Earlee Kerekes-Mishra, Manager of Intake, Retention & Transition – Student veterans, student on the autism spectrum, transfer students
Email Address:
Phone Number: 541-737-4986

Juliana Recio, Access Services Advisor – Student housing, service and therapy animals, ADD/ADHD
Email Address:
Phone Number: 541-737-8523

Tay McEdwards, Manager of Access Services – Ecampus, temporary injuries, student athletes
Phone Number: 541-737-8582

Barbara Forrest-Ball, Program Manager – Deaf and Hard of Hearing, ADD/ADHD
Email Address:
Phone Number: 541-737-3670

For more information Contact DAS:
Disability Access Services (DAS)
Kerr Administration Building A200,


Counseling Skills: Establishing a Meaningful Relationship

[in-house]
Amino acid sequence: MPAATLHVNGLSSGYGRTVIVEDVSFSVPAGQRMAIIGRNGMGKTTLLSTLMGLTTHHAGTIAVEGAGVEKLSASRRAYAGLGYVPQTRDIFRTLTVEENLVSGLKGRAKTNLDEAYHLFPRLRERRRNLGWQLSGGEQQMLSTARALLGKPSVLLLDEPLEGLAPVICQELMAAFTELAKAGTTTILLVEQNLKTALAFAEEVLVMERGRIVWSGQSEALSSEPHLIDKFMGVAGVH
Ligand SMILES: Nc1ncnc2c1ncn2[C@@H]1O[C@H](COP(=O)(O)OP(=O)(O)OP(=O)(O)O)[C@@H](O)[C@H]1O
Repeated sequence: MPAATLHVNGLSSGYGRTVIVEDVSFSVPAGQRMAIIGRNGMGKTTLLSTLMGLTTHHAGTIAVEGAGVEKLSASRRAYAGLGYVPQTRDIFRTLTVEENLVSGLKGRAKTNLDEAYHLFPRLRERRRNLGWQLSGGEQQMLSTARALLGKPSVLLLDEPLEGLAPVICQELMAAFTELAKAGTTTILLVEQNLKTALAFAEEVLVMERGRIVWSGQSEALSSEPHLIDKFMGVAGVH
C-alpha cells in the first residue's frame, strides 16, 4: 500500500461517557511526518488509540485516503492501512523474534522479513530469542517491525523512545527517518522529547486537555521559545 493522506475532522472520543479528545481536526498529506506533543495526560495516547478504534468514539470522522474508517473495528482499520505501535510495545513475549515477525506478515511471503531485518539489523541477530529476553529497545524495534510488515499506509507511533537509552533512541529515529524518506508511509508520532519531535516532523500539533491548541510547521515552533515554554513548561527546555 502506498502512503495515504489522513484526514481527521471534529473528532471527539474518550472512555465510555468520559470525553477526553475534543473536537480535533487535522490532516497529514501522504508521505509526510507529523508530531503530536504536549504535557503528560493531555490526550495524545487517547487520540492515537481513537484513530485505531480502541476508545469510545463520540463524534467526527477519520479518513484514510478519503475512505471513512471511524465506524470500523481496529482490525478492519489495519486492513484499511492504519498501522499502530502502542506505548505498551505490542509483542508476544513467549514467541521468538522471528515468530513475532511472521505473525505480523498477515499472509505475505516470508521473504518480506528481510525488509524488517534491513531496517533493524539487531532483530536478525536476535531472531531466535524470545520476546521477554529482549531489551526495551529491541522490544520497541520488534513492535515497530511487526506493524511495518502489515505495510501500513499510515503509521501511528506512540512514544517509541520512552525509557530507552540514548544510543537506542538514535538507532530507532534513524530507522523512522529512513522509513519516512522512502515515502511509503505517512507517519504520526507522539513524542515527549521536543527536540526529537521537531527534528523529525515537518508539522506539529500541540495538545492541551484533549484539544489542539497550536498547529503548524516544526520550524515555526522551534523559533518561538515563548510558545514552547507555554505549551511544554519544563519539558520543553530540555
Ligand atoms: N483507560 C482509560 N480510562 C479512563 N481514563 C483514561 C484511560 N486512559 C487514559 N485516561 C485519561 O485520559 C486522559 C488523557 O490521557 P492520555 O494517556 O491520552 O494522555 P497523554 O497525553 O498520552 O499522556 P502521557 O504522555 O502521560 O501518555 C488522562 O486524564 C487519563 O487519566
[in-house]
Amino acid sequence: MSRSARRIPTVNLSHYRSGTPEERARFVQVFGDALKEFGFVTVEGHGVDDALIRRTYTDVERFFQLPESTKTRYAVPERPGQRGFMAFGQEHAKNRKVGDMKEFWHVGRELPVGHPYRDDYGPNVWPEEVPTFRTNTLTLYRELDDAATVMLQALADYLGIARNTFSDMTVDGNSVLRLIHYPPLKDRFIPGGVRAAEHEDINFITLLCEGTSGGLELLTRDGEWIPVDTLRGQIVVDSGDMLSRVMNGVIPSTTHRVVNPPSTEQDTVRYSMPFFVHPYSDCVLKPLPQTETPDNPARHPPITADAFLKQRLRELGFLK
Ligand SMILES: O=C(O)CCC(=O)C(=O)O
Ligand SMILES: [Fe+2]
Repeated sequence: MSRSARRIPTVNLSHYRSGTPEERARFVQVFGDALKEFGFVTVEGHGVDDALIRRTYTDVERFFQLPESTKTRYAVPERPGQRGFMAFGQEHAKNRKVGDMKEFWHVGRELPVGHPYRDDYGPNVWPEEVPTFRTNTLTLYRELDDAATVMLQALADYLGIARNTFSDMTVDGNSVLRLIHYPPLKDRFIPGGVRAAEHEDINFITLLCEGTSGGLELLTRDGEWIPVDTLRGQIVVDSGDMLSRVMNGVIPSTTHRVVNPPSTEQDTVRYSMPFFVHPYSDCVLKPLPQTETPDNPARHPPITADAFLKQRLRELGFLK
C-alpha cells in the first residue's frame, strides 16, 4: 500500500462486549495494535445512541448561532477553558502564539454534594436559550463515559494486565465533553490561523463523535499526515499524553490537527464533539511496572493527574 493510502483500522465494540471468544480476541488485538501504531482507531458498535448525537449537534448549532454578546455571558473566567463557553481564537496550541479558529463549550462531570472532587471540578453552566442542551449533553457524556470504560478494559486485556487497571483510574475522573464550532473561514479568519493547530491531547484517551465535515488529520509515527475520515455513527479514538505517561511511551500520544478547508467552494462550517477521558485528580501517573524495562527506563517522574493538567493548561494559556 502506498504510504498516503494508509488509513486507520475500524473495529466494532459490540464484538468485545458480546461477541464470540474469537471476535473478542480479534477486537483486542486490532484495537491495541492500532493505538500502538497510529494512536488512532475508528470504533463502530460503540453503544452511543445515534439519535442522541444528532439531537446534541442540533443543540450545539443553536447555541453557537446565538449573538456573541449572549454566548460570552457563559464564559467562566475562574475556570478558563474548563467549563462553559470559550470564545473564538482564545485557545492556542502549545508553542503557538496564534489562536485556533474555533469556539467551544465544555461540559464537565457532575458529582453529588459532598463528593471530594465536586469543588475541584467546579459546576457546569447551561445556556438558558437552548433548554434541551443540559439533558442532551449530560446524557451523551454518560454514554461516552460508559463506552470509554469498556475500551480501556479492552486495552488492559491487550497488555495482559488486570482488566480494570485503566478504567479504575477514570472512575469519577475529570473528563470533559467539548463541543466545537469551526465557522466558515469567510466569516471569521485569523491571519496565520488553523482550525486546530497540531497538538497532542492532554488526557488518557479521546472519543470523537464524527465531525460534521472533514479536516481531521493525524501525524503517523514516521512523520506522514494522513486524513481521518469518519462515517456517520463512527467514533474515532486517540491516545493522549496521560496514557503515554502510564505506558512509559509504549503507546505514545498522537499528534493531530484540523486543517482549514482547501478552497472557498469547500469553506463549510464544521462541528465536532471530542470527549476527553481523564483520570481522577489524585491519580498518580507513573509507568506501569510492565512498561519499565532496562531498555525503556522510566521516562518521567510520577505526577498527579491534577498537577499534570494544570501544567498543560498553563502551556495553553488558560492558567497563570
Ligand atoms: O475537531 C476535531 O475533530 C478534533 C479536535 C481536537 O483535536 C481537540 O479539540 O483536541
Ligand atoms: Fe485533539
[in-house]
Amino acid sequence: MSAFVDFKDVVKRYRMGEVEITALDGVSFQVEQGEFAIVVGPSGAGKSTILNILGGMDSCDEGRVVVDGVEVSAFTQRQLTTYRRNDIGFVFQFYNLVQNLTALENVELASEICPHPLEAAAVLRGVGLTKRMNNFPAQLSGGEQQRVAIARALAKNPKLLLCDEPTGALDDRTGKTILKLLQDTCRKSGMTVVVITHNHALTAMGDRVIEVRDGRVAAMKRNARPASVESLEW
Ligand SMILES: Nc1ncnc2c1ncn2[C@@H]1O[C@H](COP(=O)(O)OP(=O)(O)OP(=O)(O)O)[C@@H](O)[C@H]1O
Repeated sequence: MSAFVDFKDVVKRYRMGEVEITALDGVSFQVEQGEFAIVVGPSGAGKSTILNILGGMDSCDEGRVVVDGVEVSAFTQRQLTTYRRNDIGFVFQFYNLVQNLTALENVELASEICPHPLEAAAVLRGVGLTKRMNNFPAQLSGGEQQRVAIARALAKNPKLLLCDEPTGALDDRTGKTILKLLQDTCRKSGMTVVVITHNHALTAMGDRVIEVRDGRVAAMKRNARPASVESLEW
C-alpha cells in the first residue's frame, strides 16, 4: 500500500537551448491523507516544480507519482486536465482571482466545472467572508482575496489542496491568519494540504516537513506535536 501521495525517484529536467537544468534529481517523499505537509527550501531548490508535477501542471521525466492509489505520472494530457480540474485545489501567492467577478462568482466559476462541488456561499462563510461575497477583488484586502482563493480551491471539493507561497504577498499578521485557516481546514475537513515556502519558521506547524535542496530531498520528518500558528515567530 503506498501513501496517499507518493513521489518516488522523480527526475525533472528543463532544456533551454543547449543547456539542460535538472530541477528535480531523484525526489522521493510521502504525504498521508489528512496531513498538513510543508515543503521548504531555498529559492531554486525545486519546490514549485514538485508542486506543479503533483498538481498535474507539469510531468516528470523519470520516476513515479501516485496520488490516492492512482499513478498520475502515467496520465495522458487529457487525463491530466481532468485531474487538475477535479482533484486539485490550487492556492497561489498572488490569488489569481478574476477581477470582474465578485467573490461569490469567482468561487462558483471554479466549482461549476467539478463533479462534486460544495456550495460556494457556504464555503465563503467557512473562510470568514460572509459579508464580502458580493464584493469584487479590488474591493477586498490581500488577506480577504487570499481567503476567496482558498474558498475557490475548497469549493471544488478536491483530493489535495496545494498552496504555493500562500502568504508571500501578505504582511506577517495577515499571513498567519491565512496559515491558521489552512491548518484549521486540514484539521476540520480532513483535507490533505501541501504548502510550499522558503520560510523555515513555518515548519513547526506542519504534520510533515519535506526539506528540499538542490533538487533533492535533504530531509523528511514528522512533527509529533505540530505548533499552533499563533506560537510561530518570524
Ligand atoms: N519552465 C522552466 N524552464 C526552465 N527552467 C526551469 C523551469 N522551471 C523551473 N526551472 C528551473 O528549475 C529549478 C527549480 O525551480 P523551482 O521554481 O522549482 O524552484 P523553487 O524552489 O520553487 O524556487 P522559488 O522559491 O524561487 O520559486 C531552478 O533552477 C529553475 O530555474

The last session of Advisor Coffee Talk for Fall Term was a two hour interactive and informative workshop provided by Judy Neighbors, PhD. Judy comes from CAPS and is also the Sexual Assault Support Services (SASS) Coordinator. This session really focused on how to create a Meaningful Relationship with our students and also why it is important to have these relationships.

This workshop was far from a lecture or presentation – Judy was able to integrate her wealth of knowledge into an interactive conversation that us, the advisors, were able to control. The advisors in attendance were able to ask questions about students and scenarios and Judy would walk the group through the concepts and tactics that she uses when building meaningful relationships.

Some of the topics covered:
Empathetic/Mindful Listening
How to make a student feel they are the center of relationship and conversation
What makes a good mentor/bad mentor
Remembering perspective – Meeting students where they are at
How to talk to apathetic or combative students
How and when to validate feelings

The presentation: Meaningful Relationships
Judy Neighbors, PhD
SASS Coordinator